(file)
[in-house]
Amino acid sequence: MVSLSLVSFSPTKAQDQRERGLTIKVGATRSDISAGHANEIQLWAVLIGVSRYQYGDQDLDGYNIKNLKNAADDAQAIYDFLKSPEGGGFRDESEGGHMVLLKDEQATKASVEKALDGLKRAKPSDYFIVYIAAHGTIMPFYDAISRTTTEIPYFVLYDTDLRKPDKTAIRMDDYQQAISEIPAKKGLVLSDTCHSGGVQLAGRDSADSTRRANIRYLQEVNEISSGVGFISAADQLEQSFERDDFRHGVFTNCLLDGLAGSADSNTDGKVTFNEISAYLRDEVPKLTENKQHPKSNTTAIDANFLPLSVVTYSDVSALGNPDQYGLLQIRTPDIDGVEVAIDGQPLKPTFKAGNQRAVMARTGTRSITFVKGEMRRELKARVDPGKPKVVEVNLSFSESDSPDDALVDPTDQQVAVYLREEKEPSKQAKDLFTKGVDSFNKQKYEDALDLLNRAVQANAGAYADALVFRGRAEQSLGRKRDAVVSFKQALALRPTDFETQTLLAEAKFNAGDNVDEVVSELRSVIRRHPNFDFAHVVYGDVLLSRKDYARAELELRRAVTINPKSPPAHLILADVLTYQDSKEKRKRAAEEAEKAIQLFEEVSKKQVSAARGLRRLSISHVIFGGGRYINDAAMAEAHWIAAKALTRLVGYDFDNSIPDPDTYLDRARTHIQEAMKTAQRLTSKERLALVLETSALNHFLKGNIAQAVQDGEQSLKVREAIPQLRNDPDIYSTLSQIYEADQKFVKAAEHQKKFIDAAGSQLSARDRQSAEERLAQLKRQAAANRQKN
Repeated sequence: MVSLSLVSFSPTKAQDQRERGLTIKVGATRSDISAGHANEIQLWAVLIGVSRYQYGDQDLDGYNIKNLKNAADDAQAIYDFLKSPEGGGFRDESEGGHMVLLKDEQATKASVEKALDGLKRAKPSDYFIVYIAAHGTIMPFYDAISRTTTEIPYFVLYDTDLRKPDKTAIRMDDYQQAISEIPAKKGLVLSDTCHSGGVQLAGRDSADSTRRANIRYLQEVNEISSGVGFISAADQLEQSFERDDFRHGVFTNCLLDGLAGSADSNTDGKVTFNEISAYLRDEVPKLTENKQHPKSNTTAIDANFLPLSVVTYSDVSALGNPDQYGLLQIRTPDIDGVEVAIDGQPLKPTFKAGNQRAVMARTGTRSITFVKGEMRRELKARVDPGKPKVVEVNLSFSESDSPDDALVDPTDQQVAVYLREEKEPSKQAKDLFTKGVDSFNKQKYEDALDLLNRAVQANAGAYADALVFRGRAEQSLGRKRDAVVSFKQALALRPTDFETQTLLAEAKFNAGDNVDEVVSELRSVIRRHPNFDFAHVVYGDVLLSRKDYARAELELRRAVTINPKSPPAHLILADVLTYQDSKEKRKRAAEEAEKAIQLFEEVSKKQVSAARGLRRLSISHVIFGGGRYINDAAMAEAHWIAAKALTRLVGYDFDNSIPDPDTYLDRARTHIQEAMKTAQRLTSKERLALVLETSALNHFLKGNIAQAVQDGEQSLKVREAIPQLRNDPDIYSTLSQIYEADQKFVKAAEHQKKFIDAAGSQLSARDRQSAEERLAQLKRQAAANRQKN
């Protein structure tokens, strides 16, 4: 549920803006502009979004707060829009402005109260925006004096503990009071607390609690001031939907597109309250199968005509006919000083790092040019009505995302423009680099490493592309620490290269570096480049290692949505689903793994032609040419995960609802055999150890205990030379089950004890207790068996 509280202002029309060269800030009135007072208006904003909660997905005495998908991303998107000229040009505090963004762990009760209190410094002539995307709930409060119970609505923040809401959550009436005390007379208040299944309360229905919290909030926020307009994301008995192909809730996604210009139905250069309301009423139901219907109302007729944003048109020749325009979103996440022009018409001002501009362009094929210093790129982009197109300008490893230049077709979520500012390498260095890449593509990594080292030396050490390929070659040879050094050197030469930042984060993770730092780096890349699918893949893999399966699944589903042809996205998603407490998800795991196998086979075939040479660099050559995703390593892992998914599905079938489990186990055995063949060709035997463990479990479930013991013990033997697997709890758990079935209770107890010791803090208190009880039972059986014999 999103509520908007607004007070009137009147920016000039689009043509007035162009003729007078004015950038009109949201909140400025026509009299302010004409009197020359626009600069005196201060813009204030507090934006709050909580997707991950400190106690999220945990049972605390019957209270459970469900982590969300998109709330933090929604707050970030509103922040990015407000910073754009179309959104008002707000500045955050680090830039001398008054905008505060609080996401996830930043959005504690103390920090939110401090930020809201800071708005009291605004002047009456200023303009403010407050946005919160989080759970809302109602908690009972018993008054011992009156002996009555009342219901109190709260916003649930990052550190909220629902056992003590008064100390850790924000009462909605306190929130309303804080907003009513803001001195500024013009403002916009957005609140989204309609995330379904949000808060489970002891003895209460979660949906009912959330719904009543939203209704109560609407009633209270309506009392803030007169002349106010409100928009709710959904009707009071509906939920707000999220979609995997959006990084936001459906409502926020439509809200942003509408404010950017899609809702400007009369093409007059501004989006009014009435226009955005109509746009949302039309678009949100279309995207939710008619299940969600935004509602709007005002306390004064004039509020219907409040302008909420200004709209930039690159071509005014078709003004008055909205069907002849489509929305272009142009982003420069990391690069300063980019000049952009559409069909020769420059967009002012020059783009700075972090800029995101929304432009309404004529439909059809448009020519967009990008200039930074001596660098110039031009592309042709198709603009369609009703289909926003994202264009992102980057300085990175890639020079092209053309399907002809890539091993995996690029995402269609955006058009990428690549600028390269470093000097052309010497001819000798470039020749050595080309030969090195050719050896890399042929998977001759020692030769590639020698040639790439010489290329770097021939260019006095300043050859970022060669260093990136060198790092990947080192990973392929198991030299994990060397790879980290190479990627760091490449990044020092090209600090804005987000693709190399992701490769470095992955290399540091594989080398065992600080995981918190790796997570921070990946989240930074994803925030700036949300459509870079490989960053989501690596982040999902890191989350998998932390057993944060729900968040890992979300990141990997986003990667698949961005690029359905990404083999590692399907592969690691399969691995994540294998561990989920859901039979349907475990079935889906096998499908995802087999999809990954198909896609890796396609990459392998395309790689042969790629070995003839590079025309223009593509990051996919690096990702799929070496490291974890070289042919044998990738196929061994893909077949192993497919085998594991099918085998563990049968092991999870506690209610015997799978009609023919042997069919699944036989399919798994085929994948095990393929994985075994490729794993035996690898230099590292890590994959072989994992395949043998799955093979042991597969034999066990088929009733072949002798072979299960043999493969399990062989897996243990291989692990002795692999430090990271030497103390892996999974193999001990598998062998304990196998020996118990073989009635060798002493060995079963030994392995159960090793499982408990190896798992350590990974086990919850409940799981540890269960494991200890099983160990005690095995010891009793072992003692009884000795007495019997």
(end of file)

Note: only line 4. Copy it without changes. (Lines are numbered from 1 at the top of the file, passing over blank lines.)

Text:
């Protein structure tokens, strides 16, 4: 549920803006502009979004707060829009402005109260925006004096503990009071607390609690001031939907597109309250199968005509006919000083790092040019009505995302423009680099490493592309620490290269570096480049290692949505689903793994032609040419995960609802055999150890205990030379089950004890207790068996 509280202002029309060269800030009135007072208006904003909660997905005495998908991303998107000229040009505090963004762990009760209190410094002539995307709930409060119970609505923040809401959550009436005390007379208040299944309360229905919290909030926020307009994301008995192909809730996604210009139905250069309301009423139901219907109302007729944003048109020749325009979103996440022009018409001002501009362009094929210093790129982009197109300008490893230049077709979520500012390498260095890449593509990594080292030396050490390929070659040879050094050197030469930042984060993770730092780096890349699918893949893999399966699944589903042809996205998603407490998800795991196998086979075939040479660099050559995703390593892992998914599905079938489990186990055995063949060709035997463990479990479930013991013990033997697997709890758990079935209770107890010791803090208190009880039972059986014999 999103509520908007607004007070009137009147920016000039689009043509007035162009003729007078004015950038009109949201909140400025026509009299302010004409009197020359626009600069005196201060813009204030507090934006709050909580997707991950400190106690999220945990049972605390019957209270459970469900982590969300998109709330933090929604707050970030509103922040990015407000910073754009179309959104008002707000500045955050680090830039001398008054905008505060609080996401996830930043959005504690103390920090939110401090930020809201800071708005009291605004002047009456200023303009403010407050946005919160989080759970809302109602908690009972018993008054011992009156002996009555009342219901109190709260916003649930990052550190909220629902056992003590008064100390850790924000009462909605306190929130309303804080907003009513803001001195500024013009403002916009957005609140989204309609995330379904949000808060489970002891003895209460979660949906009912959330719904009543939203209704109560609407009633209270309506009392803030007169002349106010409100928009709710959904009707009071509906939920707000999220979609995997959006990084936001459906409502926020439509809200942003509408404010950017899609809702400007009369093409007059501004989006009014009435226009955005109509746009949302039309678009949100279309995207939710008619299940969600935004509602709007005002306390004064004039509020219907409040302008909420200004709209930039690159071509005014078709003004008055909205069907002849489509929305272009142009982003420069990391690069300063980019000049952009559409069909020769420059967009002012020059783009700075972090800029995101929304432009309404004529439909059809448009020519967009990008200039930074001596660098110039031009592309042709198709603009369609009703289909926003994202264009992102980057300085990175890639020079092209053309399907002809890539091993995996690029995402269609955006058009990428690549600028390269470093000097052309010497001819000798470039020749050595080309030969090195050719050896890399042929998977001759020692030769590639020698040639790439010489290329770097021939260019006095300043050859970022060669260093990136060198790092990947080192990973392929198991030299994990060397790879980290190479990627760091490449990044020092090209600090804005987000693709190399992701490769470095992955290399540091594989080398065992600080995981918190790796997570921070990946989240930074994803925030700036949300459509870079490989960053989501690596982040999902890191989350998998932390057993944060729900968040890992979300990141990997986003990667698949961005690029359905990404083999590692399907592969690691399969691995994540294998561990989920859901039979349907475990079935889906096998499908995802087999999809990954198909896609890796396609990459392998395309790689042969790629070995003839590079025309223009593509990051996919690096990702799929070496490291974890070289042919044998990738196929061994893909077949192993497919085998594991099918085998563990049968092991999870506690209610015997799978009609023919042997069919699944036989399919798994085929994948095990393929994985075994490729794993035996690898230099590292890590994959072989994992395949043998799955093979042991597969034999066990088929009733072949002798072979299960043999493969399990062989897996243990291989692990002795692999430090990271030497103390892996999974193999001990598998062998304990196998020996118990073989009635060798002493060995079963030994392995159960090793499982408990190896798992350590990974086990919850409940799981540890269960494991200890099983160990005690095995010891009793072992003692009884000795007495019997």